Interprocess communication using UNIX domain sockets

Accepting a connection (UNIX domain)

With the socket marked as listening, the server can now accept a connection:

fromlen = sizeof (from);
snew = accept(s, (struct sockaddr *) &from, &fromlen);

The accept returns a new socket that can be used by the server for communication with the client. If the server wishes to find out who its client is, it may supply a buffer for the client socket's name. The fromlen argument is a value-result parameter initialized by the server to indicate how much space is associated with from (the client). It is modified on return to reflect the true size of the name. The accept call is only used by passive processes.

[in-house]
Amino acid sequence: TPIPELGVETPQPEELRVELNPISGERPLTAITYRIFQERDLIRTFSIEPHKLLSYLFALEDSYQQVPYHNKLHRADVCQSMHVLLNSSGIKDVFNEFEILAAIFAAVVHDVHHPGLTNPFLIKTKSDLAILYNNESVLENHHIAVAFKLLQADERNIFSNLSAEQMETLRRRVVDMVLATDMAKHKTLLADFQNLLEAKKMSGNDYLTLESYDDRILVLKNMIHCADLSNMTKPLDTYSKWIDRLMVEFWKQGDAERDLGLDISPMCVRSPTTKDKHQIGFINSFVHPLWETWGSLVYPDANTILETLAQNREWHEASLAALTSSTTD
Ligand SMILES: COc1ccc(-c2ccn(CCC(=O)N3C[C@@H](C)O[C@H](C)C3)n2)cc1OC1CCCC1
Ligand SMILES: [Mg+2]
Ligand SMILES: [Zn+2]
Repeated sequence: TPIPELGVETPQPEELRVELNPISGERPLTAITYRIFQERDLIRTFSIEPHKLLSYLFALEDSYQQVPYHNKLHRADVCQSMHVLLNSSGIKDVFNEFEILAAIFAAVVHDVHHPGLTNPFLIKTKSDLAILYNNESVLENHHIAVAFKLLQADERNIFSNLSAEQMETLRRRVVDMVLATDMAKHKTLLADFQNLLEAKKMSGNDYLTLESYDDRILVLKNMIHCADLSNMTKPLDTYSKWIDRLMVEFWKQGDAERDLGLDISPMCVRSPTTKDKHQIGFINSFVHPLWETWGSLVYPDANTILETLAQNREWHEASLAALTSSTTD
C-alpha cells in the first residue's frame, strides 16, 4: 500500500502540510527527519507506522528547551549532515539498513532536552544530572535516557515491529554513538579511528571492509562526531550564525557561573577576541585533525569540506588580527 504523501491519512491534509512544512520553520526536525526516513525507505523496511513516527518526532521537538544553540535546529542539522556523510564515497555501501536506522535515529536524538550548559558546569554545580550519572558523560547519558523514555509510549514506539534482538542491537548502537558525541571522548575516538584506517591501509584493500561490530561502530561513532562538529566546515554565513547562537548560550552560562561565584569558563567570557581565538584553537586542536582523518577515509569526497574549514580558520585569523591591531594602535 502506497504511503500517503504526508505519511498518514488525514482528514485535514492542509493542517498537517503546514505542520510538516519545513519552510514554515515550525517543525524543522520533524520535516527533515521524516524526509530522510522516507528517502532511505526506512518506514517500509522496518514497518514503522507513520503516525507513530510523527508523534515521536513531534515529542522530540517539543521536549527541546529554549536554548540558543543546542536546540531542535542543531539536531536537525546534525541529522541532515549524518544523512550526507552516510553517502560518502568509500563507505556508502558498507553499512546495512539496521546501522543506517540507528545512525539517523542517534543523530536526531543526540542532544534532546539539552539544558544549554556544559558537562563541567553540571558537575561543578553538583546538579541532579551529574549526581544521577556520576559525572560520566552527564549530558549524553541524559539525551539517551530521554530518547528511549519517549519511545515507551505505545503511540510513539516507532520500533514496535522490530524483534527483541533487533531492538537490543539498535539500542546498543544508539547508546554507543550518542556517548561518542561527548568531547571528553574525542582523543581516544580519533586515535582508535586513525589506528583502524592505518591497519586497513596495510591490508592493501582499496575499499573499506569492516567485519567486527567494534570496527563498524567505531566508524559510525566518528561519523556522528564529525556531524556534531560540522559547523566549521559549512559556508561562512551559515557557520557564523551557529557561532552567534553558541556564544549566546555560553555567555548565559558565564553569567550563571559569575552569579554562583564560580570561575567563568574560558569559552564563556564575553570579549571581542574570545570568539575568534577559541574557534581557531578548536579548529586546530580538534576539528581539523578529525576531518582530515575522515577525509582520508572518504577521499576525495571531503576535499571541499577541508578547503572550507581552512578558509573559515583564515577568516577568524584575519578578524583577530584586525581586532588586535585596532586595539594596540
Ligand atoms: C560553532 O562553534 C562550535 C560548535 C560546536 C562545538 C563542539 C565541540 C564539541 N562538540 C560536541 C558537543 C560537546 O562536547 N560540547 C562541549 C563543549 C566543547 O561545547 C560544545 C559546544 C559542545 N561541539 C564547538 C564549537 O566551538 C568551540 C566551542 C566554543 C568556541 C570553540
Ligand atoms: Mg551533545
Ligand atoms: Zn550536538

The call to accept will not return until a connection is available or the system call is interrupted by a signal to the process. This is called ``blocking''. The accept call cannot screen for connections from certain sources only. A user processes must provide its own screening, if required, by identifying the source of the connection and and closing down the connection if it does not wish to speak to the other process.

Servers often bind multiple sockets. When a server accepts a connection, it usually spins off (forks) a process which will use the socket returned by accept. The parent then goes back to listening on the same local socket.

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© 2003 Caldera International, Inc. All rights reserved.
SCO OpenServer Release 5.0.7 -- 11 February 2003